Female rangers in Malawi: ‘Only the strongest survive’
By Rabson Kondowe:
Trace Banda stands outside the rangers’ camp carrying an M-16 assault rifle as she prepares for an anti-poaching training exercise inside the park.
“This is not an easy job; it’s typical bush life. Only the strongest survive,” she said.
Banda, 35, is a ranger and risks her life to save wildlife at Kasungu National Park.
Situated in Kasungu District, home to about 55,000 people, it is the second-biggest national park in the country at 2,316sq km.
It is known for its population of elephants but over the years, they have been threatened by poachers.
The population dropped from more than 1,000 in the 1990s to about 50 in 2015.
Currently, there are about 120 grey giants.
Banda never thought she would become a field ranger.
In 2005, she enrolled for mechanical engineering in college but later dropped out because of financial constraints.
Unemployed, in 2008 she applied to be a field ranger even though she had little idea what lied ahead.
When she first arrived at the park, it dawned on her that she was the only female ranger.
“After I was shortlisted, I went for training; the training was to determine whether or not I was fit enough to become a ranger. It was very tough, I had to run every morning, sometimes with a backpack of 15kgs, but I survived.”
To prepare for the role, rangers learn about animal behaviour.
But confrontations with animal poachers, where gunshots are often exchanged, can bring more danger.
“I went in the jungle with three other colleagues of mine, it was a night combat, I heard a gunshot and immediately woke my colleagues.
“We saw the poachers coming, and we began shooting and they were shooting back while escaping, but I know we managed to shoot one because we saw a trail of blood on the ground,” Banda said.
Rangers also guard and protect animals from intruders.
“It’s difficult for a woman to find a husband unless you meet someone who’s a ranger as well. I was fortunate to find a husband who’s a ranger like me, who understands me when I go out in the field for weeks.
“When we go out in the field, it’s only one woman with about four men.”
Catherine Sibale, 22, is also one of Malawi’s few female rangers.
“Unfortunately, there isn’t any female who holds a managerial position here at the park; it’s all men. So, it’s usually tough for them to relate to our grievances,” she said.
A 2016 World Wildlife Fund survey of 570 rangers across 12 African countries, including Zimbabwe, Zambia and South Africa found that just 19 percent were women.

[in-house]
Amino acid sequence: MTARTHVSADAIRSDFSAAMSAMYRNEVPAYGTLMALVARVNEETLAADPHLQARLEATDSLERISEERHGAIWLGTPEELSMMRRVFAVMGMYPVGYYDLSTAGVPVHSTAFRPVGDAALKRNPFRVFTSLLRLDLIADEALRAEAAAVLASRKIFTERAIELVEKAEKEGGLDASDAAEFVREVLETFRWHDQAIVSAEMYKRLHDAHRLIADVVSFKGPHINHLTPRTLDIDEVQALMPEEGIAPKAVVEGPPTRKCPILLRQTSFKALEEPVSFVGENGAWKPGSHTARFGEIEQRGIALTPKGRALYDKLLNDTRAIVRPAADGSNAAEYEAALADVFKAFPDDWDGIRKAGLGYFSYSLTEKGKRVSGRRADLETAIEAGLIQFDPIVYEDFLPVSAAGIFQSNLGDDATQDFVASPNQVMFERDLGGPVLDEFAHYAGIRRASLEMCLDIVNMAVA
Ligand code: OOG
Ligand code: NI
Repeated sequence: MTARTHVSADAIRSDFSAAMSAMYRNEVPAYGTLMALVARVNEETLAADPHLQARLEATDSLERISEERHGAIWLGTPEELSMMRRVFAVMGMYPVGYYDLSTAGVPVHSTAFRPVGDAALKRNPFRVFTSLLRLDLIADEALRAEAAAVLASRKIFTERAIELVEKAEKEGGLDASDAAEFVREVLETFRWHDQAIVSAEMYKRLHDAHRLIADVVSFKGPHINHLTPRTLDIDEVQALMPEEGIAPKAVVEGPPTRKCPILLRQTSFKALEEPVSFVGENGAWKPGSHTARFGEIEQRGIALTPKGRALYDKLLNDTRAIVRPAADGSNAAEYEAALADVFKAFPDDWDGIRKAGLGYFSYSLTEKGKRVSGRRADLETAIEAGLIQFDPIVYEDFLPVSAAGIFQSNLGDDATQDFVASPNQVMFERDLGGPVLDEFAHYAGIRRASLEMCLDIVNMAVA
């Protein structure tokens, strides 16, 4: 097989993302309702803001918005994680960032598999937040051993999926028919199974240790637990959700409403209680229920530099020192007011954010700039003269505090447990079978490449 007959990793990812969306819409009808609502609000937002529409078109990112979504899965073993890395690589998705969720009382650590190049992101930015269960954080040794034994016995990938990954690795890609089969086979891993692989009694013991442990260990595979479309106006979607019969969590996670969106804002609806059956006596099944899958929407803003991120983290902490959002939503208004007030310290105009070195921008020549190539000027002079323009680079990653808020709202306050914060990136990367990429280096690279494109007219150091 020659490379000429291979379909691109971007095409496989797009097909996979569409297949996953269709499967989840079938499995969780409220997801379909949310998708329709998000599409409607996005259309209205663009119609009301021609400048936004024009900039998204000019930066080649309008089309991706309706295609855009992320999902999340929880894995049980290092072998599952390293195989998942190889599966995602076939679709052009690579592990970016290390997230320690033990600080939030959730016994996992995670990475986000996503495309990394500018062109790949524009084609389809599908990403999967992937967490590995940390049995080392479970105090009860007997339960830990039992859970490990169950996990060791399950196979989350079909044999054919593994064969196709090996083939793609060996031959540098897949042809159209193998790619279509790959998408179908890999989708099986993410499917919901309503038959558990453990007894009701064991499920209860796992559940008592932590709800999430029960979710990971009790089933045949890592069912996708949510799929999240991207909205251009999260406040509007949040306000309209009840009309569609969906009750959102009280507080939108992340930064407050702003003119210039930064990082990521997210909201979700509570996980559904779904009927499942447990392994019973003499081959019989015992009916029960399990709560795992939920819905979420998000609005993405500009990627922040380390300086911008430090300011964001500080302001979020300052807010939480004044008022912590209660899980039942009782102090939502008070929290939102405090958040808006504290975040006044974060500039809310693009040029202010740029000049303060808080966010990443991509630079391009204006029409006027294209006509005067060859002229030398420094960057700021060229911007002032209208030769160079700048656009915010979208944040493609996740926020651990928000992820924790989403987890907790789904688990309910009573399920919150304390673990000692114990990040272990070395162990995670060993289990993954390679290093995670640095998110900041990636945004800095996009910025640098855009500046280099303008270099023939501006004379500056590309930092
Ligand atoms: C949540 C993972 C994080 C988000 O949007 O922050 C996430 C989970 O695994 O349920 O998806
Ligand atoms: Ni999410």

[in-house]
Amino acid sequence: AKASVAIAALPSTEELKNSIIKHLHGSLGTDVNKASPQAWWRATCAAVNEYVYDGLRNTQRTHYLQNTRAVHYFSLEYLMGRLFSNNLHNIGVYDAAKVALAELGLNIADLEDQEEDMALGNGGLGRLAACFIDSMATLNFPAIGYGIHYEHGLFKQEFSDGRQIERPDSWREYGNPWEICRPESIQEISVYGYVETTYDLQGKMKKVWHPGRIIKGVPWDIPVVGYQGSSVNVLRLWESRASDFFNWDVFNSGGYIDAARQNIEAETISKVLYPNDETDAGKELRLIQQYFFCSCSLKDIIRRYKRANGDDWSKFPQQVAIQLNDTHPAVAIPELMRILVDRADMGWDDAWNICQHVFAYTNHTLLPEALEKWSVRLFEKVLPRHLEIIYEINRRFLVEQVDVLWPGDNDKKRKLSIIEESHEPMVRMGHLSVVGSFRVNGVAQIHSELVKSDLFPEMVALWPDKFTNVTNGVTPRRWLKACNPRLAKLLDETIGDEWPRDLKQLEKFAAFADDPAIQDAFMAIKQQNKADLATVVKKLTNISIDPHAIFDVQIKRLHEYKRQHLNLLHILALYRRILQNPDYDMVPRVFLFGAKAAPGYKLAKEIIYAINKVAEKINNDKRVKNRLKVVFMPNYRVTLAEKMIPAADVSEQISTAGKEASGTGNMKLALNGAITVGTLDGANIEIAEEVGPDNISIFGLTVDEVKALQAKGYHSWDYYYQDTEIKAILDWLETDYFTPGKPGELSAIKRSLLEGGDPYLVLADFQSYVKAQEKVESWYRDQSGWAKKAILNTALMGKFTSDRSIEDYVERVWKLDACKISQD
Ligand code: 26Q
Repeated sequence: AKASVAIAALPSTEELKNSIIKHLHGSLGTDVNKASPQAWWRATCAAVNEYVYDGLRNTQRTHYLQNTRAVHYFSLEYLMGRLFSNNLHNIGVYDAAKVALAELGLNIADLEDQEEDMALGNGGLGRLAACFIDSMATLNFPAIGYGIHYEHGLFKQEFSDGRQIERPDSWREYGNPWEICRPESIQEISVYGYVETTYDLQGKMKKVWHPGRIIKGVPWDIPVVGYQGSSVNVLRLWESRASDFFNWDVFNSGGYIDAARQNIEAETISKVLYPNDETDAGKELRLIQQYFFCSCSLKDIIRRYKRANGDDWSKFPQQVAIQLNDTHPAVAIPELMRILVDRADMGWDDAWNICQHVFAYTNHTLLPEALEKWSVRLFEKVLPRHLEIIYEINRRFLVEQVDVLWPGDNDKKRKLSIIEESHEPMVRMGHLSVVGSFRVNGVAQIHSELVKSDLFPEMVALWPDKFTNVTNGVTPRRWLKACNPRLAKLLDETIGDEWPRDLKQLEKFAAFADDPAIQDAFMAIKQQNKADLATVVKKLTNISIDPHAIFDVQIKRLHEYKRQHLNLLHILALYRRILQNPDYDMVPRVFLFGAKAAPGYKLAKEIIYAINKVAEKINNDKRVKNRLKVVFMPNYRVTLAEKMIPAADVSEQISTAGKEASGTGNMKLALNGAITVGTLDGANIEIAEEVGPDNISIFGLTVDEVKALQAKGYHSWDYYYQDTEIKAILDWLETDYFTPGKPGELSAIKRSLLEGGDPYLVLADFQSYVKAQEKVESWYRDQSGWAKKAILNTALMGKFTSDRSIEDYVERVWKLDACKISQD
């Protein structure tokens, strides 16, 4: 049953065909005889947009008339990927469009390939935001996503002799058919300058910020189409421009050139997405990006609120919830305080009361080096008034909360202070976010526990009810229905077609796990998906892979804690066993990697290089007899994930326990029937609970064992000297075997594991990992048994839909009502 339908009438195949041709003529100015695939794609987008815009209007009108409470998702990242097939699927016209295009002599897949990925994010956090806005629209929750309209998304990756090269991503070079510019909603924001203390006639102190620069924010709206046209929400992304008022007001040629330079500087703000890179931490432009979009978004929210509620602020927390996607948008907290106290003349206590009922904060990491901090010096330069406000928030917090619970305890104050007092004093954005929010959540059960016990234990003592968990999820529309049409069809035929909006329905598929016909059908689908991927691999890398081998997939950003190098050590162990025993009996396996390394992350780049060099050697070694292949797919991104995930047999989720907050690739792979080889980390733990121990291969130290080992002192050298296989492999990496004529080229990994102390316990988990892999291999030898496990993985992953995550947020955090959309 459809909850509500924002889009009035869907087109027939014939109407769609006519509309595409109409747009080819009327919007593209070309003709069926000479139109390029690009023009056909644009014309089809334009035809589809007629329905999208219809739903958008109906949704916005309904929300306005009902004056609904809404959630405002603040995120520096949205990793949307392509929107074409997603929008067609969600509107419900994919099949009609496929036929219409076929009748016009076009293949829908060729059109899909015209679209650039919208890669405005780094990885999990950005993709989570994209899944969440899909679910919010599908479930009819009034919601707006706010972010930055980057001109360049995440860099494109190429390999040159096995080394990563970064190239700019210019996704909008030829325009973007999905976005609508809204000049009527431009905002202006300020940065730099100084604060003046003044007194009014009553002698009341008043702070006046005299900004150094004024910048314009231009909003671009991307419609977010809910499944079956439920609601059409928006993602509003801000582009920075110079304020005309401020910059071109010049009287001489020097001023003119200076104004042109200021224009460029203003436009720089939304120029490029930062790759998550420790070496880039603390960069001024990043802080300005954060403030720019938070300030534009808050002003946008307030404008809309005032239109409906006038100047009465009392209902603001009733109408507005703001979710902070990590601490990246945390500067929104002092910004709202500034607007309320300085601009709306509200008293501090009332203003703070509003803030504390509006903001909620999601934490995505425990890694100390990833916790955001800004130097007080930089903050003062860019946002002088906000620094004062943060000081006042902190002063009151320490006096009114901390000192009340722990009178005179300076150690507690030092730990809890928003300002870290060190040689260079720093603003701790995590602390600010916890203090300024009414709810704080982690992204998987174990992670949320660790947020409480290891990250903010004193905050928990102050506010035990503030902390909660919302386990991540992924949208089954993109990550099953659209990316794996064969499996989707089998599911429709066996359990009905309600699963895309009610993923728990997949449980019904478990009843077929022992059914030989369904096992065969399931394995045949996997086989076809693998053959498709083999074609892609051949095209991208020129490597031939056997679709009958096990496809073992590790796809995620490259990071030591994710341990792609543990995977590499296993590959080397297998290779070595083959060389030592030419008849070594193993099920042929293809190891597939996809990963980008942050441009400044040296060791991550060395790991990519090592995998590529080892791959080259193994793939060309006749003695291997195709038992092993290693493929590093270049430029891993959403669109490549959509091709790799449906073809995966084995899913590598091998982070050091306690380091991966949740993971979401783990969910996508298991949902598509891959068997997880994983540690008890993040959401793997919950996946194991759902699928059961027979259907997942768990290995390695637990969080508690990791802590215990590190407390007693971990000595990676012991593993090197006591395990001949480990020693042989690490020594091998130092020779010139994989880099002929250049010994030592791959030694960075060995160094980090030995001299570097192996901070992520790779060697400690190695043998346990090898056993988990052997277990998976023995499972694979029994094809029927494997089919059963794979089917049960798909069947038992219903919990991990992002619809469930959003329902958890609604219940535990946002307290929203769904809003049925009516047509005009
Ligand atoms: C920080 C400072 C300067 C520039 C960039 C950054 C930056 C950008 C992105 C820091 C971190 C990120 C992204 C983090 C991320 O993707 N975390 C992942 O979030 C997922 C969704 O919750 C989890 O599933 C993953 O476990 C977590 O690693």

According to Malawi’s Department of National Parks and Wildlife, since 2006 there has been an increase in women rangers.
However, the intake has been low—the Kasungu Park only has eight female rangers out of 82 field rangers.
In all national parks in the country, there are only 52 female rangers out of a total of 478 rangers, representing 11 percent.
“In compliance to the gender policy, at some point we want recruitment to be 50:50,” Bright Kumchedwa, Director of National Parks and Wildlife, said.
Alexander Gombar, the chairperson for Wildlife Environmental Society of Malawi, said women bring unique qualities to the role.
“Women are next to God because they are co-creators with God,” he said. “Women rangers bring new perspectives in wildlife conservation; they use natural resources more than men.
“Their involvement bridges the gap in knowledge as they can also communicate to women better on the state of wildlife.”
Like Banda, 23-year-old Limbani Chirwa had dreams of another profession.
She had wanted to be a reporter and studied journalism, but in 2018 joined Kasungu National Park as a field ranger because she was unable to find a job in media.
“Despite not doing what I have always wanted to do, I have grown into this newfound profession of mine. It’s scary yes, but who isn’t afraid of wild animals?” she said.
“I’m now passionate when it comes to protecting animals and trees, and it’s thrilling because most of my friends look up to me as a hero. They are in awe, like how can a young lady be in this sort of daunting work?”
Joseph Chauluka, an assistant officer at Kasungu National Park, trains the rangers.
“When we are working in the bush, we don’t discriminate, we don’t see these women as women because of most of these women even outperform men,” he said.
“The park is pleased to have them, with their efforts we have managed to apprehend many poachers, they are also key in [raising awareness among] the community on wildlife conservation.”
As she looks to advance her career in the field, Banda is now pursuing a degree in tourism management.
“I still want to be in this field when I finish my studies, and be in management so as to provide opportunities to women.”—Al Jazeera
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